Like an ebullient child the week before Christmas, Duane Horsky counts the number of days until the first Friday in September.
Driving past Bear River High School on hot August evenings and seeing boys running wind sprints and practicing formations, Horsky grows giddy with anticipation; the nine-month wait is nearly over.
“I wait all summer for football to start,” Horsky said in an interview at the local high school near Lake of the Pines.
“Once I see the kids out there practicing, I know it’s getting close to that time.”
It’s been 40 years or more since Horsky last played the game. His children have long since graduated from high school and he doesn’t have any Cardinal-and-Gray-clad grandchildren.
But year after year, Horsky can be found sitting in the stands at every game, home or away, sporting a tattered Bruins hat and a Bear River jacket cheering on the school’s football team.
“Once you’ve played the sport, it stays with you forever,” Horsky said in a low serious tone, indicating deep affection for the sport that has existed long after he played his last game.
“Football gets in your blood.”
Horsky’s dedication is unmistakable; but in Nevada County, not entirely shocking.
In a rural community with only two high schools, Friday night football games are as much an avenue for entertainment as they are an inherent thread of its culture.
Housing two of the oldest towns in the state, Nevada County’s high school football tradition began as early as 1901 when Nevada City and Grass Valley each had their own high schools and a heated rivalry.
“What better entertainment is there in this area than going to a football game on Friday night?” Roy Brooks of Grass Valley asked. “High school sports are clean, they’re cheap to go to, and a source of pride for the community.”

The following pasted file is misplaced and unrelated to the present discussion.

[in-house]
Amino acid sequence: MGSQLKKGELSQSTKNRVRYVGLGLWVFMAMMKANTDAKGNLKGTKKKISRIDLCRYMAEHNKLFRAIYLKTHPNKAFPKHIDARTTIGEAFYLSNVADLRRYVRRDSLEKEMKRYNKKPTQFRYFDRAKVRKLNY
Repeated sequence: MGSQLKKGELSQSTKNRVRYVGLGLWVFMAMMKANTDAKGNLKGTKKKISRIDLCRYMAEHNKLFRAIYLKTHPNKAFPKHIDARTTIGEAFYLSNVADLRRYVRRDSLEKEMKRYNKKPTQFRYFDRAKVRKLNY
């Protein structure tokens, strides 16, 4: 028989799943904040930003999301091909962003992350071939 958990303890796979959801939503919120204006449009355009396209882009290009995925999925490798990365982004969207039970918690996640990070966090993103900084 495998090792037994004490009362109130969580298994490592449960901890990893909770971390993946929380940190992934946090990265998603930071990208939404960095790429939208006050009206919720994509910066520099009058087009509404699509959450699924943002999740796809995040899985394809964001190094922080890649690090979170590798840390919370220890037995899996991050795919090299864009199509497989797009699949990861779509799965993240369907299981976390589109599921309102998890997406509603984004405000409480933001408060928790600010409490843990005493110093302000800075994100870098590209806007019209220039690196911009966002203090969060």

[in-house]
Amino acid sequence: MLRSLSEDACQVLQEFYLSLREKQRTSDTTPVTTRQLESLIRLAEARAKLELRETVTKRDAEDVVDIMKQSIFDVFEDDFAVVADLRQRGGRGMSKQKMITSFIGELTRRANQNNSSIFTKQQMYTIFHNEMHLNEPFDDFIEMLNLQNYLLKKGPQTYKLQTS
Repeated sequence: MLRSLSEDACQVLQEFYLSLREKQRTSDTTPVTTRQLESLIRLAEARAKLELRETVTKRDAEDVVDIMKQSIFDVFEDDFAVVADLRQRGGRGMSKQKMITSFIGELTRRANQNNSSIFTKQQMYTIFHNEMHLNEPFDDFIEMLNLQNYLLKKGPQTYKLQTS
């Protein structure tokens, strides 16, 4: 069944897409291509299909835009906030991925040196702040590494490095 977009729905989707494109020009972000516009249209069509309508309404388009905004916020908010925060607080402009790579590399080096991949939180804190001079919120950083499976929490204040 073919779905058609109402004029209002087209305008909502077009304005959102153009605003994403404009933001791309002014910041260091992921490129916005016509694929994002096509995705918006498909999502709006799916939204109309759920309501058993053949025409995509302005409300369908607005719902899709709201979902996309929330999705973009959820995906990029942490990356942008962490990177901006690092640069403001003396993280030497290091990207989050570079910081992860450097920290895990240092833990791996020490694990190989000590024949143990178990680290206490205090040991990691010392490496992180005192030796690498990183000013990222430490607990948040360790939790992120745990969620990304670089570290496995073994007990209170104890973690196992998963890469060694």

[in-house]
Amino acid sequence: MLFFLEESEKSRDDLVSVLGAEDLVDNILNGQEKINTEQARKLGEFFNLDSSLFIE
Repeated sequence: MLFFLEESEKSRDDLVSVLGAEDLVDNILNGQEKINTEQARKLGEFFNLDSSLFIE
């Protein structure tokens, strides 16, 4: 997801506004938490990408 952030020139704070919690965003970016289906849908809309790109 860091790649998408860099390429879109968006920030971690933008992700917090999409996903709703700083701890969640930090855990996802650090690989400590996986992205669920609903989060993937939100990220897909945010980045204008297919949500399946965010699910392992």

Brooks said he has been a fan of NU football since he moved to the area in 1951. Although he never played, he said he was so amazed by the 5,000 to 6,000 person crowd that turned out to each game, he has been a season ticket holder since graduating from NU in 1954.
“Football players around here are special people,” Brooks said. “Most of all, they’re winners.”
Although Bear River and Nevada Union are in different sports divisions and face each other only in scrimmages, such as the one slated for Sept. 3 (Meet the Bruins, Meet the Miners), each high school’s football team draws an abundance of community support and forms consistently competitive, if not winning, programs.
“It’s fan support that makes teams. And like anything, the teams are only as good as we build them,” Brooks said in a late-July interview.
Horsky is not a coach or a parent, but he is certainly responsible for helping create Bear River’s sports program.
When the high school entered the Sierra Foothill League in the mid-1990s, Horsky said the school had to prepare extra fields for the junior varsity sports teams.
After countless hours of hoeing and tilling dirt on the fields, Horsky was awarded an appreciation plaque from the high school.
“I’d do anything to support the sports program here,” Horsky said. “I’m their number one fan.”
And, he has the jacket to prove it.
In a special ceremony held on the football field, Horsky was given the maroon nylon jacket that he wears to every game with the words, “Super Fan” embroidered across the breast.
In equally impressive displays of community support, Brooks said NU football fans are unique for the financial contributions they give to the team.
Each year, Brooks said dozens of local businesses donate thousands of dollars to football boosters and it would only be a matter of time before the community raised enough money to replace the Hooper Stadium grass with the synthetic turf for which the program is currently seeking funds.
“The community will make sure the team gets its Astroturf field. It is raising the money right now,” Brooks said assuredly.
With or without a turf field, Brooks and his friends talk about the NU Miners as they would any professional sports team.
Sitting in lawn chairs at late August preseason practices or while at Frank’s Pizza Parlor in downtown Grass Valley, Brooks and his friends spend countless hours before the first game, assessing the team’s talent and weighing its odds for winning another Sac-Joaquin Section title.
“We talk about these players as like we would the Sacramento Kings or the 49ers,” Brooks said. “We wait all summer for the chance to watch these kids play under the lights on Friday nights.”
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User Legend: Moderator Trusted User
New season. New co-head coaches. Same expectations.